Omroep Flevoland – News – Flevoland agriculture on the shovel, Brussels votes for ‘From farm to fork’ strategy
If it is up to the European Parliament, agricultural policy in Flevoland will be overhauled. The European Parliament has to ‘green’ to adapt agriculture in Europe. The aim is to achieve healthier food for citizens and fairer income for farmers. Furthermore, the food industry should have less impact on the environment.
The European Parliament wants the years to be done with the ‘Farm to Fork’ strategy. This means that food in the European Union is produced sustainably. The ‘Farm to Fork’ plan states that the use of crop protection products should be reduced by half. The number of organic farms should be up to 25 percent of the total number of farms.
For Flevoland, this means that a large part of the agricultural companies have to switch to an organic company. Now about 18 percent of the farmers in Flevoland have an organic farm. Flevoland is therefore a frontrunner. In 2020, 3.8 percent of agricultural land in the Netherlands was used by organic farmers. In addition to agriculture, biodiversity and measures for nature conservation and nature restoration are also examined.
In addition, the European Commission has also been asked to tighten up and investigate matters in the plan. For example, concrete forms must be drawn up about, among other things, pesticides and training courses on their use. The Commission should also carry out an impact assessment on the agricultural targets in the Farm to Fork strategy
MEP Anja Hazekamp of the Party for the Animals is happy with the plan. “Current EU policy is paving the way for the importation of inexpensive products. We propose concrete measures to bring our food system back within the limits of the planet, by stimulating local food production and moving away from intensive livestock farming and crop monoculture with intensive use of pesticides.” Anja Haze is also rapporteur and follows the developments of this file for the other MEPs.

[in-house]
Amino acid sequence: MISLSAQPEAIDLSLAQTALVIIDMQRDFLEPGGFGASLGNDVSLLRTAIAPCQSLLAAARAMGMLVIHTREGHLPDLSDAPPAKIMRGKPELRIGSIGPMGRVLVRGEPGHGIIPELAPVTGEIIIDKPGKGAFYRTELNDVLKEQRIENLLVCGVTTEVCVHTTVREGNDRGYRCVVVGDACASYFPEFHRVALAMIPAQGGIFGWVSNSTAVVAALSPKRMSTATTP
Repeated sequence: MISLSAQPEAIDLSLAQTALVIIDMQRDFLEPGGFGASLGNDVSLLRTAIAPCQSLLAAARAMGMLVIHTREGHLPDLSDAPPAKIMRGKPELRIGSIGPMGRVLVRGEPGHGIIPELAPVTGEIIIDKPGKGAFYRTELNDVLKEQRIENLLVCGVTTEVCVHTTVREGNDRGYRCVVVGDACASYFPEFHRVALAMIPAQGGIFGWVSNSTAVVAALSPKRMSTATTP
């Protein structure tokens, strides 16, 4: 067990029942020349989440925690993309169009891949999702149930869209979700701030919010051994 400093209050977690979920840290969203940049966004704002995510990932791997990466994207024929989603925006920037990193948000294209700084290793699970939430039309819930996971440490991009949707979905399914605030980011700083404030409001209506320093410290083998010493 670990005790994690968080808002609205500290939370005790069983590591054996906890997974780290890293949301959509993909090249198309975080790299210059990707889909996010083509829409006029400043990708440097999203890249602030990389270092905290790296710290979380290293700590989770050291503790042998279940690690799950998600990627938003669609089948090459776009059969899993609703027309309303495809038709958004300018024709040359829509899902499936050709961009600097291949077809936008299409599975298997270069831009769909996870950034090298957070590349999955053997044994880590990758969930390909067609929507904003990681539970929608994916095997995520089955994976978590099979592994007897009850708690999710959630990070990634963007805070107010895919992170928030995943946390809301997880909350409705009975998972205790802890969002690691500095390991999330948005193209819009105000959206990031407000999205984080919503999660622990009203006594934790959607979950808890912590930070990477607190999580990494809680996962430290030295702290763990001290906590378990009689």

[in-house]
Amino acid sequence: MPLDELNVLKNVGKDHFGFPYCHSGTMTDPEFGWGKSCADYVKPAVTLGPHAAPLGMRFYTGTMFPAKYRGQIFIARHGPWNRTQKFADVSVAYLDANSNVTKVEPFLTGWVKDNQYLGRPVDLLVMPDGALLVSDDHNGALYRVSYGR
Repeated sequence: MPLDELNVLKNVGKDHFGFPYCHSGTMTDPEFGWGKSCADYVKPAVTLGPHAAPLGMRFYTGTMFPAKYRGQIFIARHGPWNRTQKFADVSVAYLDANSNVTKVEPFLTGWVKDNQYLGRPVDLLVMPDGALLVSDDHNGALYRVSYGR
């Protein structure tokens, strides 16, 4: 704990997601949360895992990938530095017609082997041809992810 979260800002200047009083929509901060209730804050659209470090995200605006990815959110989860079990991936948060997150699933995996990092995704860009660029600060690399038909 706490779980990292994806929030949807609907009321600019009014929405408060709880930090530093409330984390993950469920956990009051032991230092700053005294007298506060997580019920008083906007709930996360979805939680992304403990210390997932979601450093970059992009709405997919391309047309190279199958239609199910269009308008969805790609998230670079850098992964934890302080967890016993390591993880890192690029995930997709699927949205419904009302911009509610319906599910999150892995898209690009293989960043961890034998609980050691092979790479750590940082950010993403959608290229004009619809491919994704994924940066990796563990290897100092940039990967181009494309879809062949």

Not all MEPs are pleased with the possible turnaround in agricultural policy. Bert-Jan Ruissen (SGP) believes that parliament is taking too great risks with food production. “Putting unachievable and unaffordable targets on agriculture is a recipe for crop failure, rural clearing and reliance on food imports from low-standard countries.” Ruissen previously announced that he believes the plan is not feasible.
MEP Annie Schreijer-Pierik (CDA) also does not like the plan. She also fears that a lot of food now has to come from outside the EU and that food will become more expensive for consumers. “Good stewardship of our planet also includes food security for future generations and the poorest.”
It is now the turn of the 27 agriculture ministers of all. In the Council of the European Union, they ultimately decide how the common agricultural policy is implemented. Farm to fork strategy.